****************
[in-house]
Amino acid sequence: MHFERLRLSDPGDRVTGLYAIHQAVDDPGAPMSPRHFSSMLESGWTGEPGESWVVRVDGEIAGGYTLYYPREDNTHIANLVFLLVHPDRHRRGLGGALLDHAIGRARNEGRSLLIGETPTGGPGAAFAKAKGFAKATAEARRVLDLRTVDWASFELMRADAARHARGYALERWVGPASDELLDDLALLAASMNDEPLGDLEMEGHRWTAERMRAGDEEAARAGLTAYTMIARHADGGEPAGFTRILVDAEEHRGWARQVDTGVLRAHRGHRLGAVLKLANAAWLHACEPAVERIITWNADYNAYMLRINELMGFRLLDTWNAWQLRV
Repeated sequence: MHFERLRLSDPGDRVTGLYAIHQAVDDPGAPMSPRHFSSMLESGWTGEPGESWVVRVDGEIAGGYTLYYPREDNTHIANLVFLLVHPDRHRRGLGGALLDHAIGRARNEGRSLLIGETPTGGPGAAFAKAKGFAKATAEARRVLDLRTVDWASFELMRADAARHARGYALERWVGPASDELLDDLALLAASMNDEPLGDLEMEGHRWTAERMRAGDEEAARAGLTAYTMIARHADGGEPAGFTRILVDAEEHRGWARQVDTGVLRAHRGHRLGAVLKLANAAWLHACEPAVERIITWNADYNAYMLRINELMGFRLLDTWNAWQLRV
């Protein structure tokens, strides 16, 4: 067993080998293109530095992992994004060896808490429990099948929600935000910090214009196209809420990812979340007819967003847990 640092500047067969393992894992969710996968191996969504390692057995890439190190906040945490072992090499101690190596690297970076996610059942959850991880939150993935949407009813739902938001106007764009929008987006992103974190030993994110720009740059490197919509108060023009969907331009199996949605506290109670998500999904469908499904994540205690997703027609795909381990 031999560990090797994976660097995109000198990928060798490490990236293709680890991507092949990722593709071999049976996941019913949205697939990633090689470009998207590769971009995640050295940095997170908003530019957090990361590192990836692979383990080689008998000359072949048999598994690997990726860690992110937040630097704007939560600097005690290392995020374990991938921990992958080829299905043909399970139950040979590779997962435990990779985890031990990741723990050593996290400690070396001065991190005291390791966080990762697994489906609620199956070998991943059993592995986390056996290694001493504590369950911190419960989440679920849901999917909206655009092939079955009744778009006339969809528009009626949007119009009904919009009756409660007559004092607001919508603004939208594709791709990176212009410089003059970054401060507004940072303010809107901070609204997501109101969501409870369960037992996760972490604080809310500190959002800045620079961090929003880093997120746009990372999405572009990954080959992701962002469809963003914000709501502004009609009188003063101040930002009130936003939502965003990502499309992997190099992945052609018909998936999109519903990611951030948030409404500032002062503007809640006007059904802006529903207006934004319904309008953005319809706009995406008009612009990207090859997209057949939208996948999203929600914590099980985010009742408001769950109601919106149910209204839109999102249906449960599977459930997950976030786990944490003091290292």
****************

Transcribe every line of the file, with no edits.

[in-house]
Amino acid sequence: MHFERLRLSDPGDRVTGLYAIHQAVDDPGAPMSPRHFSSMLESGWTGEPGESWVVRVDGEIAGGYTLYYPREDNTHIANLVFLLVHPDRHRRGLGGALLDHAIGRARNEGRSLLIGETPTGGPGAAFAKAKGFAKATAEARRVLDLRTVDWASFELMRADAARHARGYALERWVGPASDELLDDLALLAASMNDEPLGDLEMEGHRWTAERMRAGDEEAARAGLTAYTMIARHADGGEPAGFTRILVDAEEHRGWARQVDTGVLRAHRGHRLGAVLKLANAAWLHACEPAVERIITWNADYNAYMLRINELMGFRLLDTWNAWQLRV
Repeated sequence: MHFERLRLSDPGDRVTGLYAIHQAVDDPGAPMSPRHFSSMLESGWTGEPGESWVVRVDGEIAGGYTLYYPREDNTHIANLVFLLVHPDRHRRGLGGALLDHAIGRARNEGRSLLIGETPTGGPGAAFAKAKGFAKATAEARRVLDLRTVDWASFELMRADAARHARGYALERWVGPASDELLDDLALLAASMNDEPLGDLEMEGHRWTAERMRAGDEEAARAGLTAYTMIARHADGGEPAGFTRILVDAEEHRGWARQVDTGVLRAHRGHRLGAVLKLANAAWLHACEPAVERIITWNADYNAYMLRINELMGFRLLDTWNAWQLRV
């Protein structure tokens, strides 16, 4: 067993080998293109530095992992994004060896808490429990099948929600935000910090214009196209809420990812979340007819967003847990 640092500047067969393992894992969710996968191996969504390692057995890439190190906040945490072992090499101690190596690297970076996610059942959850991880939150993935949407009813739902938001106007764009929008987006992103974190030993994110720009740059490197919509108060023009969907331009199996949605506290109670998500999904469908499904994540205690997703027609795909381990 031999560990090797994976660097995109000198990928060798490490990236293709680890991507092949990722593709071999049976996941019913949205697939990633090689470009998207590769971009995640050295940095997170908003530019957090990361590192990836692979383990080689008998000359072949048999598994690997990726860690992110937040630097704007939560600097005690290392995020374990991938921990992958080829299905043909399970139950040979590779997962435990990779985890031990990741723990050593996290400690070396001065991190005291390791966080990762697994489906609620199956070998991943059993592995986390056996290694001493504590369950911190419960989440679920849901999917909206655009092939079955009744778009006339969809528009009626949007119009009904919009009756409660007559004092607001919508603004939208594709791709990176212009410089003059970054401060507004940072303010809107901070609204997501109101969501409870369960037992996760972490604080809310500190959002800045620079961090929003880093997120746009990372999405572009990954080959992701962002469809963003914000709501502004009609009188003063101040930002009130936003939502965003990502499309992997190099992945052609018909998936999109519903990611951030948030409404500032002062503007809640006007059904802006529903207006934004319904309008953005319809706009995406008009612009990207090859997209057949939208996948999203929600914590099980985010009742408001769950109601919106149910209204839109999102249906449960599977459930997950976030786990944490003091290292």